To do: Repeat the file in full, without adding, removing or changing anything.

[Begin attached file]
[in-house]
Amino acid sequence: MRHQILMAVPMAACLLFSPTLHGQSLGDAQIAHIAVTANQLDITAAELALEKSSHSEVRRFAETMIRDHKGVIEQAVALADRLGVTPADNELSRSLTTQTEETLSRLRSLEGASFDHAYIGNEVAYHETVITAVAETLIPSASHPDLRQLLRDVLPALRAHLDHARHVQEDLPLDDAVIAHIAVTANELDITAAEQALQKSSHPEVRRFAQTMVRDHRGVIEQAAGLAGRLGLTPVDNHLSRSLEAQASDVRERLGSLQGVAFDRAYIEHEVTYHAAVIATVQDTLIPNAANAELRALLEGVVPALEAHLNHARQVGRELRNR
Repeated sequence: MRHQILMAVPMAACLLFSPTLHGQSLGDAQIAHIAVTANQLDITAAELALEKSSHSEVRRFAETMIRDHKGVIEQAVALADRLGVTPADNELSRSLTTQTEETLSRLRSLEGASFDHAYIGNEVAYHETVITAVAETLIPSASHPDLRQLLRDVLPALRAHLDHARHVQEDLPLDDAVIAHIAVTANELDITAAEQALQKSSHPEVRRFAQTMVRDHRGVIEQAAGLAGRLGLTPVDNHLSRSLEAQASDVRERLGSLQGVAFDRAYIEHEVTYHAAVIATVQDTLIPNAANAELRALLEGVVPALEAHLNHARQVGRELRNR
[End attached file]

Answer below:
[in-house]
Amino acid sequence: MRHQILMAVPMAACLLFSPTLHGQSLGDAQIAHIAVTANQLDITAAELALEKSSHSEVRRFAETMIRDHKGVIEQAVALADRLGVTPADNELSRSLTTQTEETLSRLRSLEGASFDHAYIGNEVAYHETVITAVAETLIPSASHPDLRQLLRDVLPALRAHLDHARHVQEDLPLDDAVIAHIAVTANELDITAAEQALQKSSHPEVRRFAQTMVRDHRGVIEQAAGLAGRLGLTPVDNHLSRSLEAQASDVRERLGSLQGVAFDRAYIEHEVTYHAAVIATVQDTLIPNAANAELRALLEGVVPALEAHLNHARQVGRELRNR
Repeated sequence: MRHQILMAVPMAACLLFSPTLHGQSLGDAQIAHIAVTANQLDITAAELALEKSSHSEVRRFAETMIRDHKGVIEQAVALADRLGVTPADNELSRSLTTQTEETLSRLRSLEGASFDHAYIGNEVAYHETVITAVAETLIPSASHPDLRQLLRDVLPALRAHLDHARHVQEDLPLDDAVIAHIAVTANELDITAAEQALQKSSHPEVRRFAQTMVRDHRGVIEQAAGLAGRLGLTPVDNHLSRSLEAQASDVRERLGSLQGVAFDRAYIEHEVTYHAAVIATVQDTLIPNAANAELRALLEGVVPALEAHLNHARQVGRELRNR